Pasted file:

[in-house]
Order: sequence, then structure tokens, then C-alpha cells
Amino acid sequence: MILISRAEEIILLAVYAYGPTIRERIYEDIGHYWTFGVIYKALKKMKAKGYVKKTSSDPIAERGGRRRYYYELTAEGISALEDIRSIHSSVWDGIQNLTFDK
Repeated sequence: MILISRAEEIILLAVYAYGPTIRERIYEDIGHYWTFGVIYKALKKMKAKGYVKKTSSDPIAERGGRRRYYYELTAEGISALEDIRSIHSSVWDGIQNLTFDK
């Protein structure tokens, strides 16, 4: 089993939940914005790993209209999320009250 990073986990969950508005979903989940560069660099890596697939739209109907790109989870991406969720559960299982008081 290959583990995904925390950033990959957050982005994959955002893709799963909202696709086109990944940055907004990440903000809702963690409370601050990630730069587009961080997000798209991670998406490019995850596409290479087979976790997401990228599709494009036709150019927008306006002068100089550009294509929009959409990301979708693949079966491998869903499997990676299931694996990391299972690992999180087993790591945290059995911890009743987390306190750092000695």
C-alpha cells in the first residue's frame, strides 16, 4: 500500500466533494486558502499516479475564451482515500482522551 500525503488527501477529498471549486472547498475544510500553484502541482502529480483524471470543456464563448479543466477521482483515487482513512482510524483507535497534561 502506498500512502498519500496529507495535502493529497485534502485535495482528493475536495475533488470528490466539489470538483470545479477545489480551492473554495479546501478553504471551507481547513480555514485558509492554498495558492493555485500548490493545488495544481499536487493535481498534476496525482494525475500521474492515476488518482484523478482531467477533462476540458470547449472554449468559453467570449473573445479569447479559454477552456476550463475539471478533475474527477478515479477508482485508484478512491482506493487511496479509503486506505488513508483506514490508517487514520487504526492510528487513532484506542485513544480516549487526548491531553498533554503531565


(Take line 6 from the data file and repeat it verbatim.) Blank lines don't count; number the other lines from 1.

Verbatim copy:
C-alpha cells in the first residue's frame, strides 16, 4: 500500500466533494486558502499516479475564451482515500482522551 500525503488527501477529498471549486472547498475544510500553484502541482502529480483524471470543456464563448479543466477521482483515487482513512482510524483507535497534561 502506498500512502498519500496529507495535502493529497485534502485535495482528493475536495475533488470528490466539489470538483470545479477545489480551492473554495479546501478553504471551507481547513480555514485558509492554498495558492493555485500548490493545488495544481499536487493535481498534476496525482494525475500521474492515476488518482484523478482531467477533462476540458470547449472554449468559453467570449473573445479569447479559454477552456476550463475539471478533475474527477478515479477508482485508484478512491482506493487511496479509503486506505488513508483506514490508517487514520487504526492510528487513532484506542485513544480516549487526548491531553498533554503531565